Jeffrey D. Pennington, Ph.D.
First Baptist Church, Smyrna, GA
April 29, 2020
On April 16, 2020, Mayor Derek Norton and City Council met for a regular Committee on the Whole meeting. On the agenda for that meeting was a discussion and review of a Non- Discrimination Ordinance (NDO) written by Scott Cochran, Smyrna’s City Attorney. The NDO being discussed by our city officials is unprecedented in Cobb County by adding sexual orientation and gender identity as protected characteristics under the law. They claim to promote a culture of inclusivism, so long as you agree with the city’s views on issues of marriage and the nature of male and female. By way of a series of articles, that ironically leaves me and countless other people of faith on the outside of the NDO’s definition of inclusivity, I will address this delicate and potentially explosive issue in four facets. These articles serve as an invitation for others who think differently to be included in healthy dialogue. Upcoming articles will voice an opposing position by sharing stories of incalculable loss, present a common-sense perspective, and conclude with a constitutional perspective. First, I humbly and respectfully submit a relational perspective.
The language is admittedly archaic, but its agedness is what gives it such credence: kindness begets kindness. This maxim has not always marked our city, but in an ever-increasing way, it does now. As I lead the intergenerational congregation I serve, I get a view that few within our city enjoy. I recently officiated a wedding that challenged the prejudice of an attending family member. He pulled me aside and truthfully voiced his angst. After I muttered a few unmemorable words in response, I watched him bound to his place, on his own accord, in the family picture. He then lovingly beamed with a sincere smile. I get phone calls from church members who are greatly concerned about the LGBT lifestyle choices of others within their families. After lovingly expressing their honest rebuttal to the said loved one, they determine not to allow their relationship to cool. The balance that allows this kind of love, in both instances, can be fragile. Even in writing of them I feel their heaviness. Like every relationship that matters, there are emotional missteps in their wake. But in our present culture in which invidious discrimination is anathema, ordinances like the one being proposed are unneeded. This problem is taking care of itself without the heavy hand of government being used to prosecute and punish those who hold fast to millennia-old views on human sexuality.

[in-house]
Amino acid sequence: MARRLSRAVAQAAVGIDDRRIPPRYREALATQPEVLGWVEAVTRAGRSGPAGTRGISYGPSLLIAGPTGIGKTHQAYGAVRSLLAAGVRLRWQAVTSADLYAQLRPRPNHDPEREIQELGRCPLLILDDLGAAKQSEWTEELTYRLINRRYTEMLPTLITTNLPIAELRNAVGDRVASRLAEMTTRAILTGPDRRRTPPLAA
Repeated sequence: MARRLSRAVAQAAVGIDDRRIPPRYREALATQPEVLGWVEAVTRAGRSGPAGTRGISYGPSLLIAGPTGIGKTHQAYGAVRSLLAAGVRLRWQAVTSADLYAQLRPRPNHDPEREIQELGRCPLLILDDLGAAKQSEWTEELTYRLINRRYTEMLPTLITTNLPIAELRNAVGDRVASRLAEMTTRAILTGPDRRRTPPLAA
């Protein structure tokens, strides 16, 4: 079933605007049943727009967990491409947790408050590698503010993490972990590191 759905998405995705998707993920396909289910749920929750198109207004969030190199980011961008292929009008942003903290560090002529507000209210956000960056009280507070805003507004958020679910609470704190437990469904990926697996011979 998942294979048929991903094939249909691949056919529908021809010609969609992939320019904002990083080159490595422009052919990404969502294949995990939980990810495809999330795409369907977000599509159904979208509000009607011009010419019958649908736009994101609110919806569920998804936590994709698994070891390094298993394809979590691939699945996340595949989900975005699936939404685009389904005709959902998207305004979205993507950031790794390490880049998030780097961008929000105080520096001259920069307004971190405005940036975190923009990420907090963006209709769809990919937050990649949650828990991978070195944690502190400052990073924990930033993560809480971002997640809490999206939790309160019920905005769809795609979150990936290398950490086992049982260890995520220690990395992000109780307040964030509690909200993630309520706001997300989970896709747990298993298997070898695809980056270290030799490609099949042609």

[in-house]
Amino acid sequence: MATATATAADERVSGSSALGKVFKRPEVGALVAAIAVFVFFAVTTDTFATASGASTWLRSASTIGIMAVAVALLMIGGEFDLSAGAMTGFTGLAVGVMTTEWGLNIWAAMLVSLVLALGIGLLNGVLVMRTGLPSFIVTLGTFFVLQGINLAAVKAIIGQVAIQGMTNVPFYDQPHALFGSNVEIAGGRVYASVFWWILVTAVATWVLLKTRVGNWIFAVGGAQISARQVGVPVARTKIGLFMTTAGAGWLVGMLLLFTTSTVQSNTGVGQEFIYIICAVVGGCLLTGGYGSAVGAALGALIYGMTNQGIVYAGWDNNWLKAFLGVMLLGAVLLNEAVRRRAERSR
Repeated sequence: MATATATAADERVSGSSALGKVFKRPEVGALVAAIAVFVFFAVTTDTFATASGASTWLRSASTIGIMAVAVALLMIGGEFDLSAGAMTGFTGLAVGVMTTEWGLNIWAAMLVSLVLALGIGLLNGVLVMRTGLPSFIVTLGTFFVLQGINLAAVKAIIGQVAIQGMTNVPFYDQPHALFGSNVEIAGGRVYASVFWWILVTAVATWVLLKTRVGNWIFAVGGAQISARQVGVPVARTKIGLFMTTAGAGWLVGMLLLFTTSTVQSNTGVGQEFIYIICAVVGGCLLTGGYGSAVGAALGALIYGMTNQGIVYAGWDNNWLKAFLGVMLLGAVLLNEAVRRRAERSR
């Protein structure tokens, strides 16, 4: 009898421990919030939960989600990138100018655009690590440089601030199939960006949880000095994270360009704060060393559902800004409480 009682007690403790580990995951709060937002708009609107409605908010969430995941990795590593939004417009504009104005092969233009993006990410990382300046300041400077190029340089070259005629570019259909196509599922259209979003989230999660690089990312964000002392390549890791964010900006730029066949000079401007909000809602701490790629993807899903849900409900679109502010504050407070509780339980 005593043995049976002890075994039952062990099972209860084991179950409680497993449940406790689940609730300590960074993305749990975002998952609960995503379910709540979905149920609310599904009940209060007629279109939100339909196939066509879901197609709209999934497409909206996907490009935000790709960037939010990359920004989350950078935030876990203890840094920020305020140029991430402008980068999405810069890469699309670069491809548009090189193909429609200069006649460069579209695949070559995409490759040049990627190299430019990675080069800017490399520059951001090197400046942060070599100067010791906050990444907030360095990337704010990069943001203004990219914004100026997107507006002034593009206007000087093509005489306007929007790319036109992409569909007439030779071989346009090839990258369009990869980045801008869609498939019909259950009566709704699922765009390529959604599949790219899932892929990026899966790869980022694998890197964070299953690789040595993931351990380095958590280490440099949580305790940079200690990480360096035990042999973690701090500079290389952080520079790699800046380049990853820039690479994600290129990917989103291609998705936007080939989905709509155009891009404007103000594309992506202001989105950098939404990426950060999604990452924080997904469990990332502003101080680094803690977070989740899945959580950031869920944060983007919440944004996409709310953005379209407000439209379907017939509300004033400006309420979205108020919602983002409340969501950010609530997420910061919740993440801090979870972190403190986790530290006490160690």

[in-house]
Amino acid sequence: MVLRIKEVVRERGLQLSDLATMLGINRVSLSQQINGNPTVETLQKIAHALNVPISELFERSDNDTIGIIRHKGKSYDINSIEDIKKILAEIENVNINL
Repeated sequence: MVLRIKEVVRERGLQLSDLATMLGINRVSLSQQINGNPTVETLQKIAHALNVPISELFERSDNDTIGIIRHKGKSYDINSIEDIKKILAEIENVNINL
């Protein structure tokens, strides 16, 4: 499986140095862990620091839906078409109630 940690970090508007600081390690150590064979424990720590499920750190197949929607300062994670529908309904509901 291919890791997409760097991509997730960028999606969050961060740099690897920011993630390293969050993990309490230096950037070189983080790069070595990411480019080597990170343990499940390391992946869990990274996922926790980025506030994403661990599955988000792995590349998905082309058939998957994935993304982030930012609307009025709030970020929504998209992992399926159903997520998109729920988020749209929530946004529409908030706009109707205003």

Even in our great city, there are occasions when a person’s behavior is unkind. When that unkindness becomes malicious and concretely harms another, already existing laws are rightfully invoked. But in an era of our city that overwhelmingly values love over hate, why threaten its equilibrium with the induction of stifling fear? Missteps will happen, but that is how neighbors will learn. When there are slow learners, the spirit of the Jonquil City has a way of highlighting that too. These matters should be tended to and fixed, but the vast majority of what I describe never rises to victimizing malice. Through sharing life in the same city limits, authentic neighborly love comes in time. But it does come, and we are all better for it.
This argument is admittedly driven by my personal experience. Yet before it is set aside, afford me the answers to a few questions: Does our Mayor and City Council have substantial evidence to the contrary? Is hate language being propagated by business owners or are landlords blatant in their prejudice without accountability? When offenses do happen, is there not sufficient recourse through public pressure and shame directed at the offender? Are there present cases being brought with regularity to our city officials that would invoke the proposed ordinance? If the answer to these questions is no, then why is the ordinance even being discussed?